A decade has passed since the publication of the first edition of National Parks and the Woman's Voice: A History. Polly Welts Kaufman thought it time to revisit the subject of activism of women citizens in preserving national parks and to learn how far the promise of the inclusion of career women in the Park Service hierarchy has progressed.
Kaufman discovered the staff in a national park can no longer fulfill the Park Service mission without outside support. Both this new reality and the acceptance of women as leaders have affected Park Service culture, making it more collaborative, more inclusive, less paternalistic, and more open to partnerships.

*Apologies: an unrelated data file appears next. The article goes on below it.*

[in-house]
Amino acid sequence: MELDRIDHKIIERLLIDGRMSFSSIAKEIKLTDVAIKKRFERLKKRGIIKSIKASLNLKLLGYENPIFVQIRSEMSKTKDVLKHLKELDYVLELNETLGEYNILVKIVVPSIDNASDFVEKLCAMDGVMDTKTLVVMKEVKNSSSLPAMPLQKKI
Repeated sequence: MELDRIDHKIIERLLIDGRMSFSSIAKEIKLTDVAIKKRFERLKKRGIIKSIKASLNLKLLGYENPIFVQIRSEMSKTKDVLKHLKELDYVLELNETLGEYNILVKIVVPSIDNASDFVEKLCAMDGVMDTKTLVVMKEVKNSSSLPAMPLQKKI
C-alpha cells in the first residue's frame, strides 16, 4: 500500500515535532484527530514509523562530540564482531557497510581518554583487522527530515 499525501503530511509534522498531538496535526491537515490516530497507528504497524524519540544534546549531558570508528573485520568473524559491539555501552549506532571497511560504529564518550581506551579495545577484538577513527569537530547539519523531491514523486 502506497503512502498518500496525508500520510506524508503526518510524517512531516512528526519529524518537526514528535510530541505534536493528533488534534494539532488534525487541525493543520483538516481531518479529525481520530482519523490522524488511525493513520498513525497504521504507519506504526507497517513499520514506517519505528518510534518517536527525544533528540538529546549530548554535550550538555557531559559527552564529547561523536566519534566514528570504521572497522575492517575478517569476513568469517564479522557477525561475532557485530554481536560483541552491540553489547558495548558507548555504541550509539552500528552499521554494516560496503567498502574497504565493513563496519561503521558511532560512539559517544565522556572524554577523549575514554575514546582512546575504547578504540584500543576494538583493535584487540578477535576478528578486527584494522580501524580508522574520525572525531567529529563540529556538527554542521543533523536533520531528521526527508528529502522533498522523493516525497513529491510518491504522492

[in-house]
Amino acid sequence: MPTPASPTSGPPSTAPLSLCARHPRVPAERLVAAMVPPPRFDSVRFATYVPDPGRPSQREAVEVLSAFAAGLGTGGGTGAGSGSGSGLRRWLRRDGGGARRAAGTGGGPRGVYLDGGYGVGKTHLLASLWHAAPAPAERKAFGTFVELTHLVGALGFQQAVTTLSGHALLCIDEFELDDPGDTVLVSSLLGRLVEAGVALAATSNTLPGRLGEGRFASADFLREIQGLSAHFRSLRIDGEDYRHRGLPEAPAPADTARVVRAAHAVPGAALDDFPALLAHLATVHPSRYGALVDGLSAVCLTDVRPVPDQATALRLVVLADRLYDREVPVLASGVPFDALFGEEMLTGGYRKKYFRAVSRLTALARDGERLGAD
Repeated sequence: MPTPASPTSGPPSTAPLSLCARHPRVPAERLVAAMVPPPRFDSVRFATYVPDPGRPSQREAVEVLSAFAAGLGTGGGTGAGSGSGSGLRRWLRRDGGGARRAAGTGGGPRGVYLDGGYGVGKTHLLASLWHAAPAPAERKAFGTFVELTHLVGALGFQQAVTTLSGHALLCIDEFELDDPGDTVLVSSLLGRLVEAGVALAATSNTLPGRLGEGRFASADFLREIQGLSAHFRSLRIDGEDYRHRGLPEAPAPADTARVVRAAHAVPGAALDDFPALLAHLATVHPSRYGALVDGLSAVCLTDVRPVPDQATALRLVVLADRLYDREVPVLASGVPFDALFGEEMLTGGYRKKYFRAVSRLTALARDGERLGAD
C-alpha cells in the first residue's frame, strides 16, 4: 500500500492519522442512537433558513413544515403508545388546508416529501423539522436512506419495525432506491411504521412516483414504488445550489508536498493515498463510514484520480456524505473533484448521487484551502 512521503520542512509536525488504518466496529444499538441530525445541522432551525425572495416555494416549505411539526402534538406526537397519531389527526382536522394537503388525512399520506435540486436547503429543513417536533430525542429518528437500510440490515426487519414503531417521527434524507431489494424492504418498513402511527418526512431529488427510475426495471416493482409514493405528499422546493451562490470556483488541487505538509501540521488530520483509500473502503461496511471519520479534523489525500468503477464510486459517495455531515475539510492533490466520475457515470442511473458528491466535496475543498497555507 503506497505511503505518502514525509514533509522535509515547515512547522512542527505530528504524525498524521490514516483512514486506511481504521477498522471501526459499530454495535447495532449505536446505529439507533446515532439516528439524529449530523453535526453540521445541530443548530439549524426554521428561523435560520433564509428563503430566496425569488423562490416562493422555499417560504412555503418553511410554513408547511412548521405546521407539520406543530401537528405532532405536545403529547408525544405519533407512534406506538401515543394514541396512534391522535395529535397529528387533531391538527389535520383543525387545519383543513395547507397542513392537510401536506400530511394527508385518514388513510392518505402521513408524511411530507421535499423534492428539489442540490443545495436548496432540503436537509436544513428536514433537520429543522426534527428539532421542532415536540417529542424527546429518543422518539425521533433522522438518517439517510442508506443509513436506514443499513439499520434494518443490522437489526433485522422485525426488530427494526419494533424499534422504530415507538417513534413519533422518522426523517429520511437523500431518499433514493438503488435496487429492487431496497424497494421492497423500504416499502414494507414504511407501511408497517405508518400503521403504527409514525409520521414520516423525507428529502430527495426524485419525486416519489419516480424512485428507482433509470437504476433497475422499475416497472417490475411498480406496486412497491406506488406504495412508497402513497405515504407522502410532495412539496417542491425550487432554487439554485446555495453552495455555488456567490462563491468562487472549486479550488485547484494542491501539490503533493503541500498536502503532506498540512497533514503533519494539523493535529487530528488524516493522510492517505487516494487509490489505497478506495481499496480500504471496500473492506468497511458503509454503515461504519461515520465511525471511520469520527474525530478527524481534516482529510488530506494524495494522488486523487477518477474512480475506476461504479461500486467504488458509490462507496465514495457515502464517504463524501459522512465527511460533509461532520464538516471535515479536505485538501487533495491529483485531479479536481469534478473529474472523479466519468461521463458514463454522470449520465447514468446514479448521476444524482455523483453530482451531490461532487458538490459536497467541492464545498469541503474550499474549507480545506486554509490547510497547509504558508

What was said about the first edition: "[Polly] Kaufman used extensive sources from women's, environmental, and national park history; she interviewed almost four hundred women. . . . She analyzes effectively the ways in which various women dealt with the male-de?ned Park Service culture, contemporary patterns of service in which women are superintendents primarily in small to medium sized historic parks, problems of dual-career marriages, and ways in which women's perspectives and values, which often differ from those of men, helped shape today's national parks."--Sylvia W. McGrath, H-Net, the Popular Culture and the American Culture Associations
|Publisher:||University of New Mexico Press|
|Edition description:||Updated edition|
|Product dimensions:||6.12(w) x 9.25(h) x 0.79(d)|
About the Author
Polly Welts Kaufman is adjunct professor of history at the University of Southern Maine.